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Gulliver's Travels

Chapter II.3
[The author sent for to court. The queen buys him of his master the farmer, and presents
him to the king. He disputes with his majesty's great scholars. An apartment at court
provided for the author. He is in high favour with the queen. He stands up for the honour
of his own country. His quarrels with the queen's dwarf.]
The frequent labours I underwent every day, made, in a few weeks, a very considerable
change in my health: the more my master got by me, the more insatiable he grew. I had
quite lost my stomach, and was almost reduced to a skeleton. The farmer observed it, and
concluding I must soon die, resolved to make as good a hand of me as he could. While he
was thus reasoning and resolving with himself, a sardral, or gentleman-usher, came from
court, commanding my master to carry me immediately thither for the diversion of the
queen and her ladies. Some of the latter had already been to see me, and reported strange
things of my beauty, behaviour, and good sense. Her majesty, and those who attended
her, were beyond measure delighted with my demeanour. I fell on my knees, and begged
the honour of kissing her imperial foot; but this gracious princess held out her little finger
towards me, after I was set on the table, which I embraced in both my arms, and put the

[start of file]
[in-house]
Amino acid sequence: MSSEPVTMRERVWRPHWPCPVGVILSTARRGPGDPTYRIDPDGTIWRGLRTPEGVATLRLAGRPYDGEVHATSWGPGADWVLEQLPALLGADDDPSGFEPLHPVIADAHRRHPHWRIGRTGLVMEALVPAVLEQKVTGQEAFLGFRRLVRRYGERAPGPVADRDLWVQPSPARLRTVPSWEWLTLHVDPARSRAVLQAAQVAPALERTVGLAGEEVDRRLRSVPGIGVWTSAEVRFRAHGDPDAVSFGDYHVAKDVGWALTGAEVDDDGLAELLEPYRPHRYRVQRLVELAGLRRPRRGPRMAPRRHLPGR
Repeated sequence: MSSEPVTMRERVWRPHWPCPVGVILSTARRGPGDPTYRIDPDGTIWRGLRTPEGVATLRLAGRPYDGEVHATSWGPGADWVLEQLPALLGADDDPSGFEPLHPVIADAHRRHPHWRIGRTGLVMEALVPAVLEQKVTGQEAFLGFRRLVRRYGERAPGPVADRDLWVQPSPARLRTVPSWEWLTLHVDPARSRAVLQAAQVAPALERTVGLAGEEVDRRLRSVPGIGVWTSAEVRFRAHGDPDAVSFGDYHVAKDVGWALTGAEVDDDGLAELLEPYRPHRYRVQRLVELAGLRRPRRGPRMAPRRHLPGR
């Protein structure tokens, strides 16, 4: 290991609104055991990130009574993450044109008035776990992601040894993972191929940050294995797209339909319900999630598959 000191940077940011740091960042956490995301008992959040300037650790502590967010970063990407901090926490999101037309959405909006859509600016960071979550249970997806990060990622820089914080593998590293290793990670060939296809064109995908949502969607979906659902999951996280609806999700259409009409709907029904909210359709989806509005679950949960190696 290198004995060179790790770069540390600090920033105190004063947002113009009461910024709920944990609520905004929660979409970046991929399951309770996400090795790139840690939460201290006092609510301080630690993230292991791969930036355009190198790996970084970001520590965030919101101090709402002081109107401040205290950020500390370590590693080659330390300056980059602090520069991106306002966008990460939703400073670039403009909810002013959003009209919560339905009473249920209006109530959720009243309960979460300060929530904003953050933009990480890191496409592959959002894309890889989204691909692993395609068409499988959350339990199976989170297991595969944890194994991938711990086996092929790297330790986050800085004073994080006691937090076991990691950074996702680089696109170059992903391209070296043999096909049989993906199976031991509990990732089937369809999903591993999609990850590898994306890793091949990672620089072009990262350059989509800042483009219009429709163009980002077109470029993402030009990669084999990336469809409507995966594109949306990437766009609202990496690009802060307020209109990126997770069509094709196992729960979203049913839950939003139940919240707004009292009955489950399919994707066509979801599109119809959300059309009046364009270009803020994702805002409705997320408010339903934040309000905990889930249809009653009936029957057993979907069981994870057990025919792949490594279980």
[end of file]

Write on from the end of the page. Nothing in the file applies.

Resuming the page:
tip of it with the utmost respect to my lip. She made me some general questions about my
country and my travels, which I answered as distinctly, and in as few words as I could.
She asked, "whether I could be content to live at court?" I bowed down to the board of
the table, and humbly answered "that I was my master's slave: but, if I were at my own
disposal, I should be proud to devote my life to her majesty's service." She then asked my
master, "whether he was willing to sell me at a good price?" He, who apprehended I
could not live a month, was ready enough to part with me, and demanded a thousand
pieces of gold, which were ordered him on the spot, each piece being about the bigness of
eight hundred moidores; but allowing for the proportion of all things between that
country and Europe, and the high price of gold among them, was hardly so great a sum as
a thousand guineas would be in England. I then said to the queen, "since I was now her
majesty's most humble creature and vassal, I must beg the favour, that Glumdalclitch,
who had always tended me with so much care and kindness, and understood to do it so
well, might be admitted into her service, and continue to be my nurse and instructor."
Her majesty agreed to my petition, and easily got the farmer's consent, who was glad
enough to have his daughter preferred at court, and the poor girl herself was not able to
hide her joy. My late master withdrew, bidding me farewell, and saying he had left me in
a good service; to which I replied not a word, only making him a slight bow.
The queen observed my coldness; and, when the farmer was gone out of the apartment,
asked me the reason. I made bold to tell her majesty, "that I owed no other obligation to
my late master, than his not dashing out the brains of a poor harmless creature, found by
chance in his fields: which obligation was amply recompensed, by the gain he had made
in showing me through half the kingdom, and the price he had now sold me for. That the
life I had since led was laborious enough to kill an animal of ten times my strength. That
my health was much impaired, by the continual drudgery of entertaining the rabble every
 
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